A reboot that doesn’t suck. Director Ryan Coogler and Michael B. Jordan’s second collaboration after the smart and stark indie drama Fruitvale Station is an unlikely continuation of the Rocky series (can we call it a saga now?). Jordan, tilting between bottled-up tension and cocky humor, plays Adonis Creed, son to Rocky’s one-time nemesis and later ally against the Soviet menace Apollo Creed. Tired of working an office job and fighting secretly in Mexico, Adonis defies his mother (Phylicia Rashad) and moves to Philadelphia to train with old Rocky (Sylvester Stallone) himself. The story might be predictable but it takes second stage to the instantly charming father-son rapport between Adonis and Rocky.
The Diary of a Teenage Girl
In Marielle Heller’s grungy but somehow still bright-eyed coming-of-age story, the awkward but vivacious Minnie (a radiant Bel Powley) navigates the raging storm of her adolescent hormones while remaining true to her desires. It’s San Francisco in the 1970s and the whiff of countercultural permissiveness is still heavy in the air, allowing Minnie room to roam once she decides to start playing the field. But that doesn’t mean Minnie’s mother Charlotte (Kristen Wiig) would exactly be excited about the affair her daughter is having with Charlotte’s boyfriend Monroe (Alexander Skasgard). Although the film’s look is hazy and dim, that’s more for period effect. The spirit of Heller’s film is eagerly positive and exploratory, while managing not to ignore the potential pitfalls of Minnie’s risky behavior.
Drunk Stoned Brilliant Dead: The Story of the ‘National Lampoon’
While National Lampoon remains known to most people as the name occasionally appearing above the title of movies like Animal House, for the kind of comedy nerds who will happily dig into this warts-and-all documentary, it’s something of a Holy Grail. Director Doug Tirola rounds up everybody he can find who was present for the meteoric rise and almost as fast collapse of the comedy magazine that defined countercultural humor in the 1960s and ’70s. Hitting the cultural zeitgeist with just the right combination of low humor and assaultive anti-establishment rage, the magazine essentially defined the American comedy scene for years — and that was before their radio show brought the likes of John Belushi and Chevy Chase to national attention, just in time for Lorne Michaels to poach them for Saturday Night Live. There’s enough genius on display here that later missteps like Caddyshack can (almost) be forgiven.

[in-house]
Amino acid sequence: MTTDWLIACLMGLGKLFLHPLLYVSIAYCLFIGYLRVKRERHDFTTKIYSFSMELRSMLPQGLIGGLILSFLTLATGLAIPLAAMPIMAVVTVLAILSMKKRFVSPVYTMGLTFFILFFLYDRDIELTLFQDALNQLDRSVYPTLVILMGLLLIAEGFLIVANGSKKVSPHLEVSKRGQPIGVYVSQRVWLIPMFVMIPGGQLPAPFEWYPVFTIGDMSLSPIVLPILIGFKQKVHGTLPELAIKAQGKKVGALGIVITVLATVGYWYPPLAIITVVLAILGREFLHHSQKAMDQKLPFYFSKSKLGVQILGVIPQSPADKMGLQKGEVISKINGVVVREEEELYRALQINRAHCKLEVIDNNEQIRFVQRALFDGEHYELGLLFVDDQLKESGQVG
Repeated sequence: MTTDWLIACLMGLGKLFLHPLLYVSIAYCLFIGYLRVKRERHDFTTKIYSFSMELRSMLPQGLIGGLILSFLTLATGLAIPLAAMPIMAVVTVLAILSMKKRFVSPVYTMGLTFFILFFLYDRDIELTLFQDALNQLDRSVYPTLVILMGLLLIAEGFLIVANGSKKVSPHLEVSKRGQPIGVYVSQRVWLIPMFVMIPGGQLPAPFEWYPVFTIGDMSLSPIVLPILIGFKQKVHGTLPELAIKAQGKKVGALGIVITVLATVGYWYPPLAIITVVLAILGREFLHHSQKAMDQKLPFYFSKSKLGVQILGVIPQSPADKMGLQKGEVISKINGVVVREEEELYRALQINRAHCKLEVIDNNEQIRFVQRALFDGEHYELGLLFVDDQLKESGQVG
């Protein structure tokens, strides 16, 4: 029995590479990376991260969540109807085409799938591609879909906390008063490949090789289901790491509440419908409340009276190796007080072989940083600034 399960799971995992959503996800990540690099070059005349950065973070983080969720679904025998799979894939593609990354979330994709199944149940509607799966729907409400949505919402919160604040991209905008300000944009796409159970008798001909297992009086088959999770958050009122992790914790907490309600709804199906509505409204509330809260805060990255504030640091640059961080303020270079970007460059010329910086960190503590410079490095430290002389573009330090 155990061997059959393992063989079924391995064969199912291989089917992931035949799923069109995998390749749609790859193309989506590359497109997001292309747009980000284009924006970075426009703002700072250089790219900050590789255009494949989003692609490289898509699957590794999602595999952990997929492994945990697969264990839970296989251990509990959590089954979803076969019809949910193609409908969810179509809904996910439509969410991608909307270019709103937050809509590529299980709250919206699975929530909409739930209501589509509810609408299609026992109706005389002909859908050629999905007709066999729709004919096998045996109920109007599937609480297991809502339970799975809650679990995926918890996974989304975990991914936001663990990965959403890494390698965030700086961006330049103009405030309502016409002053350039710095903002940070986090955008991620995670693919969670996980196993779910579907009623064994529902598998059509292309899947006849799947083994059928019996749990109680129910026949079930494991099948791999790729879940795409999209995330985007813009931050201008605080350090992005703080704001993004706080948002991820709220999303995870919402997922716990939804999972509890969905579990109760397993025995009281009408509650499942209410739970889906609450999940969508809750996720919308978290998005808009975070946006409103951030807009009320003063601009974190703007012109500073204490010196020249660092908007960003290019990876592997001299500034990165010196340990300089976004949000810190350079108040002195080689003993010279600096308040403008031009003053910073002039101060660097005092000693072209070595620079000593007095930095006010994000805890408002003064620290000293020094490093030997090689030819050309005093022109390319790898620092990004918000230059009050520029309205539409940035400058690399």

The End of the Tour
In 1996, Rolling Stone writer David Lipsky tagged along with David Foster Wallace for five days of a book tour just as Wallace’s behemoth Infinite Jest was garnering him acclaim as the voice of a generation. In James Ponsoldt’s emotionally acute recreation of Lipsky’s book about the tour (Although of Course You End up Becoming Yourself), Jesse Eisenberg plays Lipsky as a nervy guy on the make while Jason Segal’s Wallace is all shaggy-dog anxiety and overwrought intellect. The script is refreshingly literate in capturing the way that book people actually talk, while the insecure jab-and-thrust of Lipsky and Wallace’s burgeoning friendship is as heartfelt as it is anxious. Throughout, Lipsky watches and listens to the motormouth Wallace as though seeking all the answers, while Wallace predicts our post-book, screen-fixated world with a self-aware Gen-X sarcasm that doesn’t hide his fright at what’s to come.
Now that we’re past the Golden Age of Pixar, it’s nice to see they can still generate original ideas that don’t pander nearly as much as the average Disney or Dreamworks animated product. A young girl named Riley moves with her parents from Minnesota to San Francisco. In the process, her whole world is upended. So far, so normal. The kicker here is that all of her emotions — Anger, Disgust, Fear, Joy, Sadness — are represented as individual characters operating her subconscious as a kind of committee who all battle for her attention. It could easily have been Herman’s Head by Pixar. But the depth of imagination the writers put into spelling out this scenario is impressive, and the ensemble humor is about as good as it gets in modern animation. Anecdotal evidence suggests that kids who have seen Inside Out multiple times are using it as a tool for controlling their own chaotic feelings. Whether that is a good thing remains to be seen.